Drive My Car
July 5, 2010, 2:37 PM
Filed under: TRIP SHENANIGANS (Kenya 2010)

Written 6/21/10

Hey friends.

I heart Mombasa. The city has such an “old town” feel to it, and the Arab influence is extremely noticeable. It was a wonderful experience, especially since I have not yet been introduced to physical aspects of that culture before. We were in Mombasa only briefly, enough to wander around Fort Jesus, a few markets to buy khangas (skirt/cloth wraps that women wear in Kayafungo, they are absolutely beautiful patterns), and frequent a few bars to watch some World Cup games. I was just anxious because the next day was going to be our transfer to Miriakani, a town near the community I would be working in, and then finally, Kayafungo itself.

We all piled into vans and drove to Miriakani to dump our things at Weigh Bridge Inn, the motel where all of the GDIs and staff stay for two days out of the week while we work in Kayafungo. This place is like a little oasis with toilets. That’s all I could ask for. Plus, after spending a week in the community, coming back here feels like coming home in a bizarre sort of way. Can’t complain!

Our first foray into Kayafungo was quite the experience. We really made a great first impression, let me tell you. Lily wanted to show us the past development projects in Kayafungo, plus let us have a mental picture of where we were going before our work began that coming Wednesday. We visited the first project, Gogoruhe Primary School, which was built last year by ThinkImpact. The way to the school was treacherous because the recent rains utterly destroyed the dirt roads. Our matatu was stuck for 45 minutes on our way there. Finally reaching the school, I was really impressed. The kids are adorable and have such a thirst to learn. The headmaster and teachers are extremely inspiring individuals who are eager to help their students improve. It was a wonderful visit and furthered my anticipation to meet more community members in the coming days.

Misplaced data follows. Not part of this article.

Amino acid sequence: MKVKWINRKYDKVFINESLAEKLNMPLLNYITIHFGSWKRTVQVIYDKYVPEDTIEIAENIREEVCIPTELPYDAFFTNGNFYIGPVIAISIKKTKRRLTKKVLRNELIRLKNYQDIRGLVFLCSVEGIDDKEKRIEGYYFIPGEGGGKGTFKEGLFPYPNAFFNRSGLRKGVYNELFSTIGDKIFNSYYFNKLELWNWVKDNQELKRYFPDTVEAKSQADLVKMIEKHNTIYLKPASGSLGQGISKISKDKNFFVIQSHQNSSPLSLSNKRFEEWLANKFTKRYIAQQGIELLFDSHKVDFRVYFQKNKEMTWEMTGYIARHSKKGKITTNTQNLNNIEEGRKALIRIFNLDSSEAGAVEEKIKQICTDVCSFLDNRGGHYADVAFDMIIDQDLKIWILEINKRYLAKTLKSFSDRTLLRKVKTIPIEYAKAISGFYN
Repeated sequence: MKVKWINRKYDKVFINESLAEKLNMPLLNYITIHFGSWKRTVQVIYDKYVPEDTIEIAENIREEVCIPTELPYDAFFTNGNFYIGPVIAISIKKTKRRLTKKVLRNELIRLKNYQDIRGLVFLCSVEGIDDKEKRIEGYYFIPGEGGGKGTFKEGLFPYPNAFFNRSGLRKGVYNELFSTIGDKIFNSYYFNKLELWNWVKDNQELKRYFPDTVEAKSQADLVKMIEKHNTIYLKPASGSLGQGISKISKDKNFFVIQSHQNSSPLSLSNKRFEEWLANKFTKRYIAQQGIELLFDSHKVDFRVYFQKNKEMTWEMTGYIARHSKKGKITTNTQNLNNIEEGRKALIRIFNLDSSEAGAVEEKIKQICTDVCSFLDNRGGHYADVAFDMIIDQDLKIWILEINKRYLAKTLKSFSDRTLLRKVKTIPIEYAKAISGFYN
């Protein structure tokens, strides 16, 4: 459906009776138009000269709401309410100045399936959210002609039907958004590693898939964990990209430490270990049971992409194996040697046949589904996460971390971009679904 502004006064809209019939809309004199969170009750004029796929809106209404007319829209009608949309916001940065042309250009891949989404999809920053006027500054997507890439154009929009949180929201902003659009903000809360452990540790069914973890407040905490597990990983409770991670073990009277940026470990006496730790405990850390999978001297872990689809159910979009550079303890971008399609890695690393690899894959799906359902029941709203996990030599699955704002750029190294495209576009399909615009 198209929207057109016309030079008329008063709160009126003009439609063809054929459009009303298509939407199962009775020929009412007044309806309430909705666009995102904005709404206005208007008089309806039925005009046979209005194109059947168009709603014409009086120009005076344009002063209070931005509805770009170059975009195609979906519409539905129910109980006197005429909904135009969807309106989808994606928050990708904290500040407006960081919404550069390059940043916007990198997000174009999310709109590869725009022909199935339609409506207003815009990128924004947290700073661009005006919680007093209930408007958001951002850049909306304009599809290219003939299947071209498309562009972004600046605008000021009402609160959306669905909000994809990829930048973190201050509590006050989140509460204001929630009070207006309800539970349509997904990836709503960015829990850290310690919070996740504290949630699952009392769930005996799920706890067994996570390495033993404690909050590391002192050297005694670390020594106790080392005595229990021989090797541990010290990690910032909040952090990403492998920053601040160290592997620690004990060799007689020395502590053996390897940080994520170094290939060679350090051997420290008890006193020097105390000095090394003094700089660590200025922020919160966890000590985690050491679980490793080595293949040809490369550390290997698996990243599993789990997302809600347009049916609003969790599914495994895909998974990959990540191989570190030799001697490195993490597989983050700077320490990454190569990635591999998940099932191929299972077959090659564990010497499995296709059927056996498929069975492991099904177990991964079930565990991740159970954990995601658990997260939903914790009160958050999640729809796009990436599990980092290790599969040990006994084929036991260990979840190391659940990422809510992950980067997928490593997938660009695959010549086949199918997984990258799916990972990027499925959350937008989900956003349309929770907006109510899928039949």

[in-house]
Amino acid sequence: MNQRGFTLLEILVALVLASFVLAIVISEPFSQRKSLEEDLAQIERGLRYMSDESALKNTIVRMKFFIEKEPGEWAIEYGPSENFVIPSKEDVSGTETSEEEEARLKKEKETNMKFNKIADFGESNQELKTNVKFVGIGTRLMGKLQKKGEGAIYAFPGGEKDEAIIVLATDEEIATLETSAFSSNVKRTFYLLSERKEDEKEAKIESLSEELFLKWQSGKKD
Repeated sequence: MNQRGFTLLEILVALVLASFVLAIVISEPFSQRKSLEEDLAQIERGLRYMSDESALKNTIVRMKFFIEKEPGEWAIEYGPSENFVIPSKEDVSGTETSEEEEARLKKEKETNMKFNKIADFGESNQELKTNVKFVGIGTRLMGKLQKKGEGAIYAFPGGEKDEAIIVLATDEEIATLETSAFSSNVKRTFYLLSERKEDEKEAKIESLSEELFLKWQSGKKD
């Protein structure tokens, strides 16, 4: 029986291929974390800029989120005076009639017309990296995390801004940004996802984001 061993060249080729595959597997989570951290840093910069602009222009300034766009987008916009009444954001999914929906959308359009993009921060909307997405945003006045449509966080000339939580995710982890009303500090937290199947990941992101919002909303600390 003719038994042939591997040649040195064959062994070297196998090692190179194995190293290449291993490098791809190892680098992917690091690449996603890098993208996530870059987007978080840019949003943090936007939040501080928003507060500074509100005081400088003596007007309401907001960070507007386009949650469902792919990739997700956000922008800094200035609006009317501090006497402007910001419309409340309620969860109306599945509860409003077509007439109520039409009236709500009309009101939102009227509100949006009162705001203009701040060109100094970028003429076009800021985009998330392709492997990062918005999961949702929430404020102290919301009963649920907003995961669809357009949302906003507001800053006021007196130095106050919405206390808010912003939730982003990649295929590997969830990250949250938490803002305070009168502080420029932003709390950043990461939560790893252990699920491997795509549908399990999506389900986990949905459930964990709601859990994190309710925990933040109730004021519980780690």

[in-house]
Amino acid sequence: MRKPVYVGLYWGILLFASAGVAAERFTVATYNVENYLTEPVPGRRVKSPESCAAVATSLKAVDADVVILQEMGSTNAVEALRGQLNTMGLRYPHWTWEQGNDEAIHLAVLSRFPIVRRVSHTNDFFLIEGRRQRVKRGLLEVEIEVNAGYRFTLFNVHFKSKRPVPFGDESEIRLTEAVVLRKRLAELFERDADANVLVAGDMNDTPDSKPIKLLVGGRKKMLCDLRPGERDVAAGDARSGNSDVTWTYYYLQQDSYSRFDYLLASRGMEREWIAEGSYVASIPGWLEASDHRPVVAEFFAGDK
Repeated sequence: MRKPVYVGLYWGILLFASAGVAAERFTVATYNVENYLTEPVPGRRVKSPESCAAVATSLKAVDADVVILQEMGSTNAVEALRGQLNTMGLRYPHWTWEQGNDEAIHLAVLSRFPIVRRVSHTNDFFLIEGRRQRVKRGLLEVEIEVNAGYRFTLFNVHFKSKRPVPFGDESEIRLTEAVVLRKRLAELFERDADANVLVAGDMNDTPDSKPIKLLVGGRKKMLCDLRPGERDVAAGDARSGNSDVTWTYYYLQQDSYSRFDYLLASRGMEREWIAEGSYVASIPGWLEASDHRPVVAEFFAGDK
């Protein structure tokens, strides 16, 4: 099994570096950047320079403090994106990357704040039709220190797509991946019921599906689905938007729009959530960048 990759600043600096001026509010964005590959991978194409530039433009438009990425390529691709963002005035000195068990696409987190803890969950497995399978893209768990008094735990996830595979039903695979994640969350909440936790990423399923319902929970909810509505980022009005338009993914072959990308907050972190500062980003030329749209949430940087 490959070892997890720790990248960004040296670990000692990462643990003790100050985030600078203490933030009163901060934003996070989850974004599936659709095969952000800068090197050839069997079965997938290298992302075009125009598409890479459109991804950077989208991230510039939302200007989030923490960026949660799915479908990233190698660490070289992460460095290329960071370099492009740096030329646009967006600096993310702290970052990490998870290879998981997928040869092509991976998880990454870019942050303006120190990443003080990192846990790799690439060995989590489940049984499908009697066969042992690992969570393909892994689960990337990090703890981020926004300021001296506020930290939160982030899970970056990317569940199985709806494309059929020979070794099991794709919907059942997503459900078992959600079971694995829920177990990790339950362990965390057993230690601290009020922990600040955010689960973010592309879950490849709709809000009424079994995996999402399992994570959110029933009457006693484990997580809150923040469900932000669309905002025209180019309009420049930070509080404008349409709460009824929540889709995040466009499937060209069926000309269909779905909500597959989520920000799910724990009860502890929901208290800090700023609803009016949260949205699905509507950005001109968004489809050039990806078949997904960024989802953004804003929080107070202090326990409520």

On our drive out, both of our matatus got stuck about 200 yards from the school. Not just stuck, but basically immovable. It was hilarious at first, given our previous forays with matatus a few hours previous, but it quickly became more serious as the daylight began to wane and we could not free our van. I occupied myself with entertaining some school children (because the entire school left class to help us free our vans; even random community members walked from their homesteads to offer suggestions or a helping hand, probably like 200 people in all) and teaching them the chicken dance. Someone finally freed one matatu around 6:30pm when the sun was setting (mind you, we were there since like 1pm), and we needed the light to see the road. Lily decided to have all 22 of us pile into the one working matatu and leave, and we would come back in the morning to deal with the broken/stuck one. I honestly laughed so hard that I cried.

The next day would be the last day our group was all together before we split up into our homestay groups and begin working with the curriculum. I was really ready to stop moving around so much and finally be in one place for more than two days. It would be nice to also not have to ride in a matatu for a couple of days; those vans and roads can make anyone sick. I don’t know how Rasta, our fearless matatu driver, learned to navigate the Kayafungo dirt roads.

New post on my homestay and community experience to come soon!




1 Comment so far
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Arianna; Iam soooo proud of you and your accomplishments, Have the time of your life and can’t wait to see you and talk to you about your trip

Comment by Jeff Pattek

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